“One of the fun things about seeing the new Quentin Tarantino film three months early in Cannes (did I mention this?) is that I know exactly why it’s going to make some people furious, and thus I have time to steel myself for the takes.

Back in July 2017, when it was revealed that Tarantino’s next project was connected to the Manson Family murders, it was condemned in some quarters as an insulting and exploitative stunt. We usually require at least a fig-leaf of compassion for the victims in true-crime adaptations, and even Tarantino partisans like myself – I don’t think he’s made a bad film yet – found ourselves wondering how he might square his more outré stylistic impulses with the depiction of a real mass murder in which five people and one unborn child lost their lives.

After all, it’s one thing to slice off with gusto a fictional policeman’s ear; it’s quite another to linger over the gory details of a massacre that took place within living memory, and which still carries a dread historical significance.

In her essay The White Album, Joan Didion wrote: “Many people I know in Los Angeles believe that the Sixties ended abruptly on August 9, 1969, ended at the exact moment when word of the murders on Cielo Drive traveled like brushfire through the community, and in a sense this is true.”

Early in Once Upon a Time in Hollywood, as Leonardo DiCaprio and Brad Pitt’s characters drive up the hill towards Leo’s bachelor pad, the camera cranes up gently to reveal a street sign: Cielo Drive. Tarantino understands how charged that name is; he can hear the Molotov cocktails clinking as he shoulders the crate.

As you may have read in the reviews from Cannes, much of the film is taken up with following DiCaprio and Pitt’s characters – a fading TV actor and his long-serving stunt double – as they amusingly go about their lives in Los Angeles, while Margot Robbie’s Sharon Tate is a relatively minor presence. But the spectre of the murders is just over the horizon, and when the night of the 9th finally arrives, you feel the mood in the cinema shift.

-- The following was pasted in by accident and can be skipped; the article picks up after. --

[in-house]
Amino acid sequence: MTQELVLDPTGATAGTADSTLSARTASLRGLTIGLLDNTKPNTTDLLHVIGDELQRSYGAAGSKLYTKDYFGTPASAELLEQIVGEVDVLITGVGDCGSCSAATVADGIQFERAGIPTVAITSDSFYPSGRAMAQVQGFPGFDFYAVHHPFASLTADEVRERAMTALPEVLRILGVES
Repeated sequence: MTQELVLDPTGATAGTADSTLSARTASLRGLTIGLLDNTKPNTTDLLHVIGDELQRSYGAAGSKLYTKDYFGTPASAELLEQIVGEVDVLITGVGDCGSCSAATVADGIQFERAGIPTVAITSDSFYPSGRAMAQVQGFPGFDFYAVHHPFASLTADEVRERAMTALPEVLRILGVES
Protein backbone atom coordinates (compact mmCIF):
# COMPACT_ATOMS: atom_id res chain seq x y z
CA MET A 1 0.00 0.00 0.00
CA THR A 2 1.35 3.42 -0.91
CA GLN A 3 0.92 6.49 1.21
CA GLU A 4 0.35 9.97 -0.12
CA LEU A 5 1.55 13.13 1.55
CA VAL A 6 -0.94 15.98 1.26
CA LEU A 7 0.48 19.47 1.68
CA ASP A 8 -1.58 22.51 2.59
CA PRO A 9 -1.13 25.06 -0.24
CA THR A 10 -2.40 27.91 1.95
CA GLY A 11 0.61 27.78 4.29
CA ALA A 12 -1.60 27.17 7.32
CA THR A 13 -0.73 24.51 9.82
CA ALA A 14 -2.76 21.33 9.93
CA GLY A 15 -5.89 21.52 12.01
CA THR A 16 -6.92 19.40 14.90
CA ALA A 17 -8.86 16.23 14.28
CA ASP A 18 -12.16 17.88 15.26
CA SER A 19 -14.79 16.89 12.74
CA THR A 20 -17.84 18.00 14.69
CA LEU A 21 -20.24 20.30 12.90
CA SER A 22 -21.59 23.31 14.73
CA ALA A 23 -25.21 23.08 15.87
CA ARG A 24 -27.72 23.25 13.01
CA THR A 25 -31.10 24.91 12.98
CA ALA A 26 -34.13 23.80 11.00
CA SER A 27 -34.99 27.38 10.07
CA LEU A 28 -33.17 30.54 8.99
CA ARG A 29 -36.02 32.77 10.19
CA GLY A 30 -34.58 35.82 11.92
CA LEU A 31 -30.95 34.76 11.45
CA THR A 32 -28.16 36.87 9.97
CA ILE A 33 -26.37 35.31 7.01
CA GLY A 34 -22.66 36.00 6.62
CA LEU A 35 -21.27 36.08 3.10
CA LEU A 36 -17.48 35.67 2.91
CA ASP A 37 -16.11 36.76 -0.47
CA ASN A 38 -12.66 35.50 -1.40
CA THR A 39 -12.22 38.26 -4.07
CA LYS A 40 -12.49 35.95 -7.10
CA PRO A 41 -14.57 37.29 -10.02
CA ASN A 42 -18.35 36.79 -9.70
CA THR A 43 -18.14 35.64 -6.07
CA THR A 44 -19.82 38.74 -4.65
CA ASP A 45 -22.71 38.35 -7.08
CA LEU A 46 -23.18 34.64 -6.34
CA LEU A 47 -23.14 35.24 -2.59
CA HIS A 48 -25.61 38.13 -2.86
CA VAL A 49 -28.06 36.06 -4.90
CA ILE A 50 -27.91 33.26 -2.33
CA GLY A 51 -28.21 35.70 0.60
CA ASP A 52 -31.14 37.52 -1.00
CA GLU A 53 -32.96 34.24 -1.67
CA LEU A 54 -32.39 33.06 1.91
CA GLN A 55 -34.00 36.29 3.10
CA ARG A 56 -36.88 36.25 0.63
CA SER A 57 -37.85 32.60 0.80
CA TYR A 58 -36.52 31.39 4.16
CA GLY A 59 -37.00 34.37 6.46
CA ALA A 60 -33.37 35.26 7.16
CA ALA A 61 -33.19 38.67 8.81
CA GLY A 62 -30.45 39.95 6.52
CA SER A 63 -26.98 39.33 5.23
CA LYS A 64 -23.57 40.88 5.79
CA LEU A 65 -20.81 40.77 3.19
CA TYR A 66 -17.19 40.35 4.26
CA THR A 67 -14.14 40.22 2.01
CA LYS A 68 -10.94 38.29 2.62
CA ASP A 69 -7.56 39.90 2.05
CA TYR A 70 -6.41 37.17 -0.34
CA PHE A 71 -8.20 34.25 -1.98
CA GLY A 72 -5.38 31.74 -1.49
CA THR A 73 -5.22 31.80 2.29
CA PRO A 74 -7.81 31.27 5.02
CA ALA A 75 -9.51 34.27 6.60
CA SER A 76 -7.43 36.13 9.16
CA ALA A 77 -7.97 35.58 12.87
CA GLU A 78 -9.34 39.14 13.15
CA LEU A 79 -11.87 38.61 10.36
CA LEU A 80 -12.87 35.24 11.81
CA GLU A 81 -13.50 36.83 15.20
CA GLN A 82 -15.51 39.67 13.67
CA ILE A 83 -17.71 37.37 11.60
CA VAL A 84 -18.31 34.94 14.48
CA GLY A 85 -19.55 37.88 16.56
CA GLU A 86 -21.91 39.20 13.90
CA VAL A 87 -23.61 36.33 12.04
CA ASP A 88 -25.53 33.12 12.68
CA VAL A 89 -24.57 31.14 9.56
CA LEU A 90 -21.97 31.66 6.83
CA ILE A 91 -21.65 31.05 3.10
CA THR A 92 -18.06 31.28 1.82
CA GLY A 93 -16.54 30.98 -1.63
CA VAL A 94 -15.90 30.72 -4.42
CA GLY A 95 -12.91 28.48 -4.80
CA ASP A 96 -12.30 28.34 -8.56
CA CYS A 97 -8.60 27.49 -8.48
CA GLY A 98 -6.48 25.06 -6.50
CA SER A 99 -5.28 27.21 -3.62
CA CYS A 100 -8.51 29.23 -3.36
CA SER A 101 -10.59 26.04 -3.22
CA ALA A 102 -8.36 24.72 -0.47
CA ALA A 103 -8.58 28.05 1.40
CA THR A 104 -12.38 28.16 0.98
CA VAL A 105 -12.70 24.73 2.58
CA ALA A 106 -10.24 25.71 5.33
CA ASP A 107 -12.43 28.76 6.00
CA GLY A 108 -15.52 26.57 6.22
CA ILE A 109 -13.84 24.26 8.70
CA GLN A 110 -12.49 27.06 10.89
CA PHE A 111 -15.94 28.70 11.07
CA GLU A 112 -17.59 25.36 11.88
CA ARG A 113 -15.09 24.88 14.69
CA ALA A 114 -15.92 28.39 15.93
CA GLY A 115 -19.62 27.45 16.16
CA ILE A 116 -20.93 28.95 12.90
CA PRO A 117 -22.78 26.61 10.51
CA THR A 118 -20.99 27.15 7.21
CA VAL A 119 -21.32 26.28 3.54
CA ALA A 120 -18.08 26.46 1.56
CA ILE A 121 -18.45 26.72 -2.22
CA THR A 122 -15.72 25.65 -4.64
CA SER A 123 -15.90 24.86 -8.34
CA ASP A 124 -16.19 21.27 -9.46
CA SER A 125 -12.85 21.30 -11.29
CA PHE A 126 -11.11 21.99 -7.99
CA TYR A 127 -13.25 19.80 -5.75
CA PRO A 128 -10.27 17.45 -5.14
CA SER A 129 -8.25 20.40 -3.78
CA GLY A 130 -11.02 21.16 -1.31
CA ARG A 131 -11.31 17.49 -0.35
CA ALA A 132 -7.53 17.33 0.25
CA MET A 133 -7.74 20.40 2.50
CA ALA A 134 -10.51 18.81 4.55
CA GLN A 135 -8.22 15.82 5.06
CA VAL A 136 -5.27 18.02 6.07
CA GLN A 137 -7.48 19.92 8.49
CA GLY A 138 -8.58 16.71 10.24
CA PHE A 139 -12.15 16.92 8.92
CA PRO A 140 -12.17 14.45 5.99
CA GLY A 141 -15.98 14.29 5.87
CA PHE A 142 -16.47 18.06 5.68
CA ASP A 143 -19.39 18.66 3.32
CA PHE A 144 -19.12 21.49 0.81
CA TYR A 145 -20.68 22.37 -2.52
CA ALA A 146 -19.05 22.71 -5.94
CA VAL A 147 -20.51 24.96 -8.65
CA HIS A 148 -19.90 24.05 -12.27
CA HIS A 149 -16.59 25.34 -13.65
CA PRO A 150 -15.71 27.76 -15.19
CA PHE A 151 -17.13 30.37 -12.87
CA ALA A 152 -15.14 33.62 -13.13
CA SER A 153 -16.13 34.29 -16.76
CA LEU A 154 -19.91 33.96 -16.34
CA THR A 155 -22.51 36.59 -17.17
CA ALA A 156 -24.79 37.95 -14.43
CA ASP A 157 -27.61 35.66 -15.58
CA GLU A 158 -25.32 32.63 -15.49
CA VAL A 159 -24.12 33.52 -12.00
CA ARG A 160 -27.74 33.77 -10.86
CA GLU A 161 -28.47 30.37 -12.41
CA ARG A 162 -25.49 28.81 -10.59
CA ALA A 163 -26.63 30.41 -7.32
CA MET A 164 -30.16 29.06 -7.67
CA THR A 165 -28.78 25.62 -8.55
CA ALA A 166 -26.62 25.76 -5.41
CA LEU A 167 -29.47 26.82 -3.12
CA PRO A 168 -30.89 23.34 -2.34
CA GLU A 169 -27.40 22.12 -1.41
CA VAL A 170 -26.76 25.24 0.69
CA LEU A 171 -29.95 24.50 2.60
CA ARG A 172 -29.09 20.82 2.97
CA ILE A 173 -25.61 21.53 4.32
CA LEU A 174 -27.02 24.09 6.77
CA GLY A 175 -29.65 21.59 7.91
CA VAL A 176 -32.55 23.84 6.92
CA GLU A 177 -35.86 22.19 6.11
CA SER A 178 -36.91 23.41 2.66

No spoilers whatsoever about what transpires on screen. But in the audience, as it became clear how Tarantino was going to handle this extraordinarily loaded moment, the room soured and split, like a pan of cream left too long on the hob. I craned in, amazed, but felt the person beside me recoil in either dismay or disgust.

Two weeks on, I’m convinced that the scene is the boldest and most graphically violent of Tarantino’s career – I had to shield my eyes at one point, found myself involuntarily groaning “oh no” at another – and a dead cert for the most controversial. People will be outraged by it, and with good reason. But in a strange and brilliant way, it takes Didion’s death-of-the-Sixties observation and pushes it through a hellfire-hot catharsis.

Hollywood summoned up this horror, the film seems to be saying, and now it’s Hollywood’s turn to exorcise it. I can’t wait until the release in August, when we can finally talk about why.

~ Robbie Collin